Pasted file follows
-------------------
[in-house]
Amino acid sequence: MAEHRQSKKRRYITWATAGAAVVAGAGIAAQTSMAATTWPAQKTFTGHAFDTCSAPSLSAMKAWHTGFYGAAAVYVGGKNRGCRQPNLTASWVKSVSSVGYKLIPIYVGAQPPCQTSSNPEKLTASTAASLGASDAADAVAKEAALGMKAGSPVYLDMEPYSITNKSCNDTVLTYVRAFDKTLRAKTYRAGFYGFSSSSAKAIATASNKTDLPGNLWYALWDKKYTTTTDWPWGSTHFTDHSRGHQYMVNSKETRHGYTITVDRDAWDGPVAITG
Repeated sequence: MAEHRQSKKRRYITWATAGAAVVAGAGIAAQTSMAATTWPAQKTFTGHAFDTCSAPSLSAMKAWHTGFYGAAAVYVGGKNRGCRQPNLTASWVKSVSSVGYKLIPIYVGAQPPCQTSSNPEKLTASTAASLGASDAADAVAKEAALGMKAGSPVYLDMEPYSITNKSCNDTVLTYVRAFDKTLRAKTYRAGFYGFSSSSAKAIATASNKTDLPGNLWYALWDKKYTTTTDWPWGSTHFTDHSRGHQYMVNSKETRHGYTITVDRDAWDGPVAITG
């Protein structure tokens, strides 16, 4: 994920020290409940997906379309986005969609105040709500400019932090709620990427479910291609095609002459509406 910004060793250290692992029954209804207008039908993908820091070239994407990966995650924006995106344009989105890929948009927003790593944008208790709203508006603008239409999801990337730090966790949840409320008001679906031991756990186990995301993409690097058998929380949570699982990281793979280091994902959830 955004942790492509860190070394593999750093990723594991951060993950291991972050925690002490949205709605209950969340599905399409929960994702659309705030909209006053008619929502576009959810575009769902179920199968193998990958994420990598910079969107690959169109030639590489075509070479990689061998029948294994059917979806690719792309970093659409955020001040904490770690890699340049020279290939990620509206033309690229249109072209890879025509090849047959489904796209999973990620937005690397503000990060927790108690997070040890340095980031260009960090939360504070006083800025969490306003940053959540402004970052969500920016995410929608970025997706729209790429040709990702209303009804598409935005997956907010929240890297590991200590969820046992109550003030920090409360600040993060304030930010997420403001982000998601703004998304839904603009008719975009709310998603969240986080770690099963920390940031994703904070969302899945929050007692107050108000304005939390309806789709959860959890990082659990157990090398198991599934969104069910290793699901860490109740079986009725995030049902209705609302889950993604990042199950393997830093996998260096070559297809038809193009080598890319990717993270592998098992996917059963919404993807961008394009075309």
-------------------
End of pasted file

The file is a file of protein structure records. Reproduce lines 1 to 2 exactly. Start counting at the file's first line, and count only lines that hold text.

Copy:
[in-house]
Amino acid sequence: MAEHRQSKKRRYITWATAGAAVVAGAGIAAQTSMAATTWPAQKTFTGHAFDTCSAPSLSAMKAWHTGFYGAAAVYVGGKNRGCRQPNLTASWVKSVSSVGYKLIPIYVGAQPPCQTSSNPEKLTASTAASLGASDAADAVAKEAALGMKAGSPVYLDMEPYSITNKSCNDTVLTYVRAFDKTLRAKTYRAGFYGFSSSSAKAIATASNKTDLPGNLWYALWDKKYTTTTDWPWGSTHFTDHSRGHQYMVNSKETRHGYTITVDRDAWDGPVAITG